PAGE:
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Genesis Market users were located all over the world. Federal law enforcement has worked to identify prolific users of Genesis Market who purchased and used stolen access credentials to commit fraud and other cybercrimes. This effort resulted in hundreds of leads being sent to FBI field offices throughout the United States, as well as to foreign law enforcement partners. Further, as part of this operation, dubbed Operation Cookie Monster, law enforcement seized 11 domain names used to support Genesis Market’s infrastructure pursuant to a warrant authorized by the U.S. District Court for the Eastern District of Wisconsin.

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“The operation being announced today is the direct result of the hard work, dedication, and exceptional collaborative efforts of the FBI and its partners around the globe,” said U.S. Attorney Gregory J. Haanstad for the Eastern District of Wisconsin. “Along with investigative partners and our Justice Department colleagues, my office remains committed to using all available tools to protect individuals from cybercriminals like those who operate these types of online marketplaces.”

“Today’s takedown of Genesis Market is a demonstration of the FBI’s commitment to disrupting and dismantling key services used by criminals to facilitate cybercrime,” said FBI Director Christopher Wray. “The work in this case is a great example of the FBI’s ability to leverage our technical capabilities and work shoulder-to-shoulder with our international partners to take away the tools cyber criminals rely on to victimize people all across the world.”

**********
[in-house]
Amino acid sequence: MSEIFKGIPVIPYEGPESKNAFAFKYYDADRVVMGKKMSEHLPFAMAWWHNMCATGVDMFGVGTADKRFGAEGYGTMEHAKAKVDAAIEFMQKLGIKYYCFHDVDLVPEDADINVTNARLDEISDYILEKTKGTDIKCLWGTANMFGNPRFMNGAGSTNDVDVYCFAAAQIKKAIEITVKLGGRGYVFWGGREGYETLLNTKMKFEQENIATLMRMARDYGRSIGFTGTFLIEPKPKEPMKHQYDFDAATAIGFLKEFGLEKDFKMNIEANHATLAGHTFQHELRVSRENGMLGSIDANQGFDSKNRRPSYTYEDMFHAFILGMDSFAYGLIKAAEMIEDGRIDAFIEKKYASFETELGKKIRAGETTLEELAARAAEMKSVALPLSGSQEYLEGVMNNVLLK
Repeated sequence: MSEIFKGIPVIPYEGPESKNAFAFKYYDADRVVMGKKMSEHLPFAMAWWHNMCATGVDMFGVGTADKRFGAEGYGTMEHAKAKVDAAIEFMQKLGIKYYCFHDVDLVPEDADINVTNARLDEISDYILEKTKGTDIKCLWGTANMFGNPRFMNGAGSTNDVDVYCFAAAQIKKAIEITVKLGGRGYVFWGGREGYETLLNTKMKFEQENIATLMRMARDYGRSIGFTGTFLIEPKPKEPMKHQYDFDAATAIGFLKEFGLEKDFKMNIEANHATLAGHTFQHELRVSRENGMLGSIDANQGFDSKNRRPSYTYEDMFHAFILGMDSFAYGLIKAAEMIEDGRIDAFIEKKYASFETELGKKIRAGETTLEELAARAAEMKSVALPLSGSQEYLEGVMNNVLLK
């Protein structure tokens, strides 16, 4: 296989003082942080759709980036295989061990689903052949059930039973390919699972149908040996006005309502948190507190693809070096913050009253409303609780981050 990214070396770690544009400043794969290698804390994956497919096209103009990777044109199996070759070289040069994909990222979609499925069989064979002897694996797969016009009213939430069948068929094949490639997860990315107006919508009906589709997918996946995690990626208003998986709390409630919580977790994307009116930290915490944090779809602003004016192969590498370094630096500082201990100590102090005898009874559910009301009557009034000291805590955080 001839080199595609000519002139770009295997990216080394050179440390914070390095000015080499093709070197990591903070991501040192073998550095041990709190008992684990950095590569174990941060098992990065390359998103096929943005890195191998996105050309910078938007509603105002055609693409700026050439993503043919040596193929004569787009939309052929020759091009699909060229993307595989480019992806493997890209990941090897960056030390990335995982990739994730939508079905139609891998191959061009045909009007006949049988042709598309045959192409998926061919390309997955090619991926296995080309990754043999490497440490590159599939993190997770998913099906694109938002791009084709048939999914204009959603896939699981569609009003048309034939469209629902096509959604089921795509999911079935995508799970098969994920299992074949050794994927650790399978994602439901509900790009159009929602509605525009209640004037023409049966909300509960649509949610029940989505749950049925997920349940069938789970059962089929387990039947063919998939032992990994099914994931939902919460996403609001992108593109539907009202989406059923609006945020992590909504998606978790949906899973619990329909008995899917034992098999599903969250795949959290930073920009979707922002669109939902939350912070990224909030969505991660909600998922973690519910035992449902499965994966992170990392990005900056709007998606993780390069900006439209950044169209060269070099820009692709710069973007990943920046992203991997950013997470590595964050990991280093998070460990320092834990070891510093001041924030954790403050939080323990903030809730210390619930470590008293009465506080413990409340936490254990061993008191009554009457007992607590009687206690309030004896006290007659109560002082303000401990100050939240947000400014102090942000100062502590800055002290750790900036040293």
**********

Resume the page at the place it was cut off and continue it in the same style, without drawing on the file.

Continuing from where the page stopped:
The FBI Milwaukee Field Office investigated the case, with assistance from 44 other field offices, the U.K. National Crime Agency, Italy’s Polizia de Stato, Police of Denmark, Australian Federal Police, Royal Canadian Mounted Police, Canada’s Sûreté du Québec, Romanian Police, Cybercrime Sub-directorate for French judicial police, Spain’s Policia Nacional, Spain’s Guardia Civil, Germany’s Federal Criminal Police Service, Swedish Police Authority, Poland’s Central Bureau for Combating Cybercrime, Dutch National Police, Finland’s National Bureau of Investigation, Switzerland’s Office of the Attorney General, Swiss Federal Police, Estonia’s Prosecutor General’s Office, Iceland’s Metropolitan Police, New Zealand Police, Eurojust, and Europol.

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The Department appreciates the assistance provided by authorities in Bulgaria and Latvia in response to Mutual Legal Assistance requests.

Trial Attorneys Benjamin Proctor and Jessica Peck of the Criminal Division’s Computer Crime and Intellectual Property Section and Assistant U.S. Attorney Farris Martini for the Eastern District of Wisconsin are handling the investigation. The Justice Department’s Office of International Affairs provided significant assistance. 

Victim credentials obtained over the course of the investigation have been provided to the website Have I Been Pwned, which is a free resource for people to quickly assess whether their access credentials have been compromised (or “pwned”) in a data breach or other activity. Victims can visit to see whether their credentials were compromised by Genesis Market so that they can know whether to change or modify passwords and other authentication credentials that may have been compromised.